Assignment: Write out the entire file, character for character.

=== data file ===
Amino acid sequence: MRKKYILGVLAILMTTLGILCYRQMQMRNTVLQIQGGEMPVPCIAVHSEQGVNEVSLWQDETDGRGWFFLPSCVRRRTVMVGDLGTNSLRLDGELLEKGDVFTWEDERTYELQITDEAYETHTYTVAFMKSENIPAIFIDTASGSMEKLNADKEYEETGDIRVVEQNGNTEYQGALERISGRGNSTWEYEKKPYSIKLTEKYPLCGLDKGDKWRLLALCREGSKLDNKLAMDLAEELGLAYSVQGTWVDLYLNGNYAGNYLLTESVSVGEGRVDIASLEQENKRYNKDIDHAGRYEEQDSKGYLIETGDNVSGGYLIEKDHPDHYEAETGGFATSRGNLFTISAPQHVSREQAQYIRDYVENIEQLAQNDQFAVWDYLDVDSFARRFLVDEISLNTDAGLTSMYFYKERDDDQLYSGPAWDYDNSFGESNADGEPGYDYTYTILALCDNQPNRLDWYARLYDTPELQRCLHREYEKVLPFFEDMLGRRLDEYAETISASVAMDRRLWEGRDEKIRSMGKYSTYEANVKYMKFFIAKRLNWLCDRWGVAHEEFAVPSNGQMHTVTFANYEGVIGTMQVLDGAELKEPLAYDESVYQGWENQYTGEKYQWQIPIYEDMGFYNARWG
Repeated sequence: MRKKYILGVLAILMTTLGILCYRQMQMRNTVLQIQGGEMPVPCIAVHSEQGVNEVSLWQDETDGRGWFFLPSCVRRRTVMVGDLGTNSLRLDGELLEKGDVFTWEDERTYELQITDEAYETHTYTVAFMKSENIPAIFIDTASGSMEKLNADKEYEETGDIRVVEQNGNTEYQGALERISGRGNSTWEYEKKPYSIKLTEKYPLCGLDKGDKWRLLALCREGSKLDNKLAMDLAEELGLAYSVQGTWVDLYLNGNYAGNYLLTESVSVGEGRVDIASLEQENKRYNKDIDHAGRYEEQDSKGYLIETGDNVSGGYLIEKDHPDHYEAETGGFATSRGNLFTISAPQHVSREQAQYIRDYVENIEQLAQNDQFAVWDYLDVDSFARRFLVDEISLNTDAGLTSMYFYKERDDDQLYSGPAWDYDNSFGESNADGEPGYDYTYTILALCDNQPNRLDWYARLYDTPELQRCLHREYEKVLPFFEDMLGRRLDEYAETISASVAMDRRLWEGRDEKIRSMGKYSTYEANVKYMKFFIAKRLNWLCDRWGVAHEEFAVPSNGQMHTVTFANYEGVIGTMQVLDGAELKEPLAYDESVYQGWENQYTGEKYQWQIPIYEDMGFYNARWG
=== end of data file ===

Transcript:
Amino acid sequence: MRKKYILGVLAILMTTLGILCYRQMQMRNTVLQIQGGEMPVPCIAVHSEQGVNEVSLWQDETDGRGWFFLPSCVRRRTVMVGDLGTNSLRLDGELLEKGDVFTWEDERTYELQITDEAYETHTYTVAFMKSENIPAIFIDTASGSMEKLNADKEYEETGDIRVVEQNGNTEYQGALERISGRGNSTWEYEKKPYSIKLTEKYPLCGLDKGDKWRLLALCREGSKLDNKLAMDLAEELGLAYSVQGTWVDLYLNGNYAGNYLLTESVSVGEGRVDIASLEQENKRYNKDIDHAGRYEEQDSKGYLIETGDNVSGGYLIEKDHPDHYEAETGGFATSRGNLFTISAPQHVSREQAQYIRDYVENIEQLAQNDQFAVWDYLDVDSFARRFLVDEISLNTDAGLTSMYFYKERDDDQLYSGPAWDYDNSFGESNADGEPGYDYTYTILALCDNQPNRLDWYARLYDTPELQRCLHREYEKVLPFFEDMLGRRLDEYAETISASVAMDRRLWEGRDEKIRSMGKYSTYEANVKYMKFFIAKRLNWLCDRWGVAHEEFAVPSNGQMHTVTFANYEGVIGTMQVLDGAELKEPLAYDESVYQGWENQYTGEKYQWQIPIYEDMGFYNARWG
Repeated sequence: MRKKYILGVLAILMTTLGILCYRQMQMRNTVLQIQGGEMPVPCIAVHSEQGVNEVSLWQDETDGRGWFFLPSCVRRRTVMVGDLGTNSLRLDGELLEKGDVFTWEDERTYELQITDEAYETHTYTVAFMKSENIPAIFIDTASGSMEKLNADKEYEETGDIRVVEQNGNTEYQGALERISGRGNSTWEYEKKPYSIKLTEKYPLCGLDKGDKWRLLALCREGSKLDNKLAMDLAEELGLAYSVQGTWVDLYLNGNYAGNYLLTESVSVGEGRVDIASLEQENKRYNKDIDHAGRYEEQDSKGYLIETGDNVSGGYLIEKDHPDHYEAETGGFATSRGNLFTISAPQHVSREQAQYIRDYVENIEQLAQNDQFAVWDYLDVDSFARRFLVDEISLNTDAGLTSMYFYKERDDDQLYSGPAWDYDNSFGESNADGEPGYDYTYTILALCDNQPNRLDWYARLYDTPELQRCLHREYEKVLPFFEDMLGRRLDEYAETISASVAMDRRLWEGRDEKIRSMGKYSTYEANVKYMKFFIAKRLNWLCDRWGVAHEEFAVPSNGQMHTVTFANYEGVIGTMQVLDGAELKEPLAYDESVYQGWENQYTGEKYQWQIPIYEDMGFYNARWG